Jessii_, ADN, RN

Has 3 years experience.

Quote

There’s nothing wrong with being a CNA. 

No I absolutely agree with you! I wish I worked as a CNA for the reasons you mentioned, but unfortunately I never have. Which is why I was wondering if I can still be a nurse without CNA experience. I’ve gotten told by several people that I would make a great nurse but since I’m new I feel like a huge idiot at work a lot of the time LOL. The CNA experience would’ve made the transition a bit easier. I know that if my kid wanted to do nursing, I would definitely recommend them to work as a CNA first! 

Hi Jessii: This discussion of who makes a better nurse-those who have worked as a CNA and those who have not-is as old as the hills. In my opinion it really doesn't matter. It is helpful to have some experience working in a hospital before you graduate. You will have a better understanding of different hospital procedures, patient issues, unit dynamics, and how to be a good team player.

If you don't have this background, however, and you are a dedicated, caring professional who never stops learning, and is always willing to help (even if that means emptying the dirty linen bags, because no CNAs are available to do so),you will make a fine nurse. The first year as a new nurse is the hardest. Just keep doing the best job that you can do. Don't be afraid to ask questions. Find a few good mentors on your unit.

I agree with all of the wonderful advice you have received so far. If nursing is your passion, you have made the right career choice.

Leader25, ASN, BSN, RN

Specializes in NICU. Has 38 years experience.

Nah,ignore this trash talk.Nurses talk too much crap that causes angst in new nurses .There will always be some one who "knows it all",or travelled nurse,worked for some doctor..whatever you put your mind to your work,read alot ,keep updated work hard ,the rest Does not count.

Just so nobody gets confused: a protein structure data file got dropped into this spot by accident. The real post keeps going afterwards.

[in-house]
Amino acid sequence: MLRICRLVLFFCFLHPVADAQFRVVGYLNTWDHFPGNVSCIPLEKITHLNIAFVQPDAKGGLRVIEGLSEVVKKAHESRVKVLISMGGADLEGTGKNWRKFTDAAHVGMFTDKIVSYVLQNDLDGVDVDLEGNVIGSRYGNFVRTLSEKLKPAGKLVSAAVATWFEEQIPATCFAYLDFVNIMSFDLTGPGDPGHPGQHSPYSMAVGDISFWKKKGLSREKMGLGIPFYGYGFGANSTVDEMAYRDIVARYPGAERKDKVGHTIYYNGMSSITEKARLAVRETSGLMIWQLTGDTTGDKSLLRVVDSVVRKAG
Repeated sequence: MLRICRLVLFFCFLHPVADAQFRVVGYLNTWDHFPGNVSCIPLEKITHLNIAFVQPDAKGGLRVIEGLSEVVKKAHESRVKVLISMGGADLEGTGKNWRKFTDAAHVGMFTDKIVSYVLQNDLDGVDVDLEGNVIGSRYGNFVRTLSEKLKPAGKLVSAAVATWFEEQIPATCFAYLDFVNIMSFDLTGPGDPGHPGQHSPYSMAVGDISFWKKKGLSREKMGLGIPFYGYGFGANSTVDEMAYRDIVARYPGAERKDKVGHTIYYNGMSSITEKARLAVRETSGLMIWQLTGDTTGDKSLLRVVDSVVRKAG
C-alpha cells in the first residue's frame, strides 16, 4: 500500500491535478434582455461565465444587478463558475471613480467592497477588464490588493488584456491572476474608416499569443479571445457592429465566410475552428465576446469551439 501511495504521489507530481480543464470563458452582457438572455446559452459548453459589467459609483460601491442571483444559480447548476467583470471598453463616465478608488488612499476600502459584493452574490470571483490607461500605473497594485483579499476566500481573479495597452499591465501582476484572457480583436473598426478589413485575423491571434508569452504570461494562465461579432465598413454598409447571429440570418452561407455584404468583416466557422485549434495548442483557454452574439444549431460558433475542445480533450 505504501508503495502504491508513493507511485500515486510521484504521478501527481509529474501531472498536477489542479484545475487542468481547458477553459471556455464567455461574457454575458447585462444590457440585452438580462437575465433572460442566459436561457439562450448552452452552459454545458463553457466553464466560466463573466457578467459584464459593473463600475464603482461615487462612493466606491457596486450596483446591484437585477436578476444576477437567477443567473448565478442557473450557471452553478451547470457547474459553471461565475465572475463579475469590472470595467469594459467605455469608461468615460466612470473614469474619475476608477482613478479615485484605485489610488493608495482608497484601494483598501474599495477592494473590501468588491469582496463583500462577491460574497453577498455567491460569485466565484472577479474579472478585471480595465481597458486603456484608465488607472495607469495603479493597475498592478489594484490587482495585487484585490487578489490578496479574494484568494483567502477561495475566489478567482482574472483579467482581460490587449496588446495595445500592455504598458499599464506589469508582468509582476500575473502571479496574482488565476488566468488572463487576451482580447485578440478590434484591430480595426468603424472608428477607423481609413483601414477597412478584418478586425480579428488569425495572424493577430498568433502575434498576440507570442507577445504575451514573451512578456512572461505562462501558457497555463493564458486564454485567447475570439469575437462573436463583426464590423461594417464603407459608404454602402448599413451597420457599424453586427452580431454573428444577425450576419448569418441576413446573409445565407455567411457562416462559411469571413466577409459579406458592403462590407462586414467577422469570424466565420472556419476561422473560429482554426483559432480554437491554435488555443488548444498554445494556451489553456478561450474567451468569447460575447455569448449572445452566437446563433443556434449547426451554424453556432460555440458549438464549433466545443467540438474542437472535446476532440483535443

Silver_Rik, ASN, RN

Specializes in Perioperative / RN Circulator. Has 1 years experience.

Being a CNA made a difference in being more comfortable walking into a patient’s room in clinical in school. That lasted maybe 2 weeks and then most of the non CNA classmates were over their fears.

It exposes you to basic patient care skills that are useful, but all can be learned as an RN. 
 

Most of my CNA work (3 years) was in psych where a big part of the job is sitting 1 to 1s and escorting patients to activities and appointments versus patient care.

NurseSpeedy, ADN, LPN, RN

Has 19 years experience.

In the end I don’t think it matters. Having the experience prior definitely can bring more appreciation for what your CNAs do because they bust their butts just as hard as nurses do and I do see that nurses who started as CNAs are more likely to jump in and do whatever they can at times. I think it helps with learning how to juggle a patient load a bit and gives more exposure to what nurses do while you work as an aide. 

Now you are a nurse. Always be appreciative of you co-workers and learn as you go. With experience knowledge is gained and you’ll do fine. It’s normal to be nervous and you never stop learning. Going on 20 years as a nurse and I still learn new things everyday because things are always evolving.